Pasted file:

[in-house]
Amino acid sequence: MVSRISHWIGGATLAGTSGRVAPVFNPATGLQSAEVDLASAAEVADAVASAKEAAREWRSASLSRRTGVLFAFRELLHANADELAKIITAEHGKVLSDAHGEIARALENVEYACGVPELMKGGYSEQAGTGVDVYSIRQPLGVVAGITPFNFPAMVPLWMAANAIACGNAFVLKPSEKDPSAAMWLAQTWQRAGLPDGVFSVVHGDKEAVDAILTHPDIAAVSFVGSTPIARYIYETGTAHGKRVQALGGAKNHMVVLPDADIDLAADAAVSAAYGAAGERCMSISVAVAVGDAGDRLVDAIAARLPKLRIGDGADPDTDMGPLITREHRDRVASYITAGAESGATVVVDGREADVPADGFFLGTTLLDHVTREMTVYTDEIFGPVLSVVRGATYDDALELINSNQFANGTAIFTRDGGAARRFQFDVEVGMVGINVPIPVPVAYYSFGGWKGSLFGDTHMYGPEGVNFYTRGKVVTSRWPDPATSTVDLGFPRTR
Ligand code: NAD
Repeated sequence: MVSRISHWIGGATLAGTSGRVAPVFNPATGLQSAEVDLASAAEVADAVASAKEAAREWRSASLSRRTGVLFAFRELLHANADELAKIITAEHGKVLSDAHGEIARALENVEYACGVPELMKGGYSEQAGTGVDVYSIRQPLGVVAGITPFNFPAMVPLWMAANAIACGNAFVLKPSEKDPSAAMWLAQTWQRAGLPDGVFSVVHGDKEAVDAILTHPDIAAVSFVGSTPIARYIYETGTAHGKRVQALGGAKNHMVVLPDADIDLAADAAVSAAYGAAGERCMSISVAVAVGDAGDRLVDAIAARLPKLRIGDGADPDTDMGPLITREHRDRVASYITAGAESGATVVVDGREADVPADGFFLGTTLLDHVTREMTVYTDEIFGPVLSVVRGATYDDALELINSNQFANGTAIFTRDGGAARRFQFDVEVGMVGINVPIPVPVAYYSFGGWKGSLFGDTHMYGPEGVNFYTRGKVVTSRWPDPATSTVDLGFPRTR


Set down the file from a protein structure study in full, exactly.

[in-house]
Amino acid sequence: MVSRISHWIGGATLAGTSGRVAPVFNPATGLQSAEVDLASAAEVADAVASAKEAAREWRSASLSRRTGVLFAFRELLHANADELAKIITAEHGKVLSDAHGEIARALENVEYACGVPELMKGGYSEQAGTGVDVYSIRQPLGVVAGITPFNFPAMVPLWMAANAIACGNAFVLKPSEKDPSAAMWLAQTWQRAGLPDGVFSVVHGDKEAVDAILTHPDIAAVSFVGSTPIARYIYETGTAHGKRVQALGGAKNHMVVLPDADIDLAADAAVSAAYGAAGERCMSISVAVAVGDAGDRLVDAIAARLPKLRIGDGADPDTDMGPLITREHRDRVASYITAGAESGATVVVDGREADVPADGFFLGTTLLDHVTREMTVYTDEIFGPVLSVVRGATYDDALELINSNQFANGTAIFTRDGGAARRFQFDVEVGMVGINVPIPVPVAYYSFGGWKGSLFGDTHMYGPEGVNFYTRGKVVTSRWPDPATSTVDLGFPRTR
Ligand code: NAD
Repeated sequence: MVSRISHWIGGATLAGTSGRVAPVFNPATGLQSAEVDLASAAEVADAVASAKEAAREWRSASLSRRTGVLFAFRELLHANADELAKIITAEHGKVLSDAHGEIARALENVEYACGVPELMKGGYSEQAGTGVDVYSIRQPLGVVAGITPFNFPAMVPLWMAANAIACGNAFVLKPSEKDPSAAMWLAQTWQRAGLPDGVFSVVHGDKEAVDAILTHPDIAAVSFVGSTPIARYIYETGTAHGKRVQALGGAKNHMVVLPDADIDLAADAAVSAAYGAAGERCMSISVAVAVGDAGDRLVDAIAARLPKLRIGDGADPDTDMGPLITREHRDRVASYITAGAESGATVVVDGREADVPADGFFLGTTLLDHVTREMTVYTDEIFGPVLSVVRGATYDDALELINSNQFANGTAIFTRDGGAARRFQFDVEVGMVGINVPIPVPVAYYSFGGWKGSLFGDTHMYGPEGVNFYTRGKVVTSRWPDPATSTVDLGFPRTR